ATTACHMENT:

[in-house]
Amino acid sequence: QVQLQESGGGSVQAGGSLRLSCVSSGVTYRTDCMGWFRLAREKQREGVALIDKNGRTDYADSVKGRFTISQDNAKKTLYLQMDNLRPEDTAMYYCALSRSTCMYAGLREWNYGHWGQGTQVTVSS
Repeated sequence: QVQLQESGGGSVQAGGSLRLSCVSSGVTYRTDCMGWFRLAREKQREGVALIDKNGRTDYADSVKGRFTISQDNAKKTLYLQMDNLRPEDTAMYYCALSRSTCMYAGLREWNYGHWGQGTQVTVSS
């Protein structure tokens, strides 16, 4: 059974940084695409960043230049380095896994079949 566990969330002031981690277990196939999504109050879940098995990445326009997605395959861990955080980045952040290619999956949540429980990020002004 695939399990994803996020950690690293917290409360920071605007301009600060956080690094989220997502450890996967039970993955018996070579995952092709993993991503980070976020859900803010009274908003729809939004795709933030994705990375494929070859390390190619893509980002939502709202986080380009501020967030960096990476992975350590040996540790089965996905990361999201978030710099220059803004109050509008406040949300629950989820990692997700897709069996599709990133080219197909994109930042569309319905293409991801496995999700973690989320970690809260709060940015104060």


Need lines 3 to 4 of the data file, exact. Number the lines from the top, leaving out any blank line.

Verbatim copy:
Repeated sequence: QVQLQESGGGSVQAGGSLRLSCVSSGVTYRTDCMGWFRLAREKQREGVALIDKNGRTDYADSVKGRFTISQDNAKKTLYLQMDNLRPEDTAMYYCALSRSTCMYAGLREWNYGHWGQGTQVTVSS
């Protein structure tokens, strides 16, 4: 059974940084695409960043230049380095896994079949 566990969330002031981690277990196939999504109050879940098995990445326009997605395959861990955080980045952040290619999956949540429980990020002004 695939399990994803996020950690690293917290409360920071605007301009600060956080690094989220997502450890996967039970993955018996070579995952092709993993991503980070976020859900803010009274908003729809939004795709933030994705990375494929070859390390190619893509980002939502709202986080380009501020967030960096990476992975350590040996540790089965996905990361999201978030710099220059803004109050509008406040949300629950989820990692997700897709069996599709990133080219197909994109930042569309319905293409991801496995999700973690989320970690809260709060940015104060």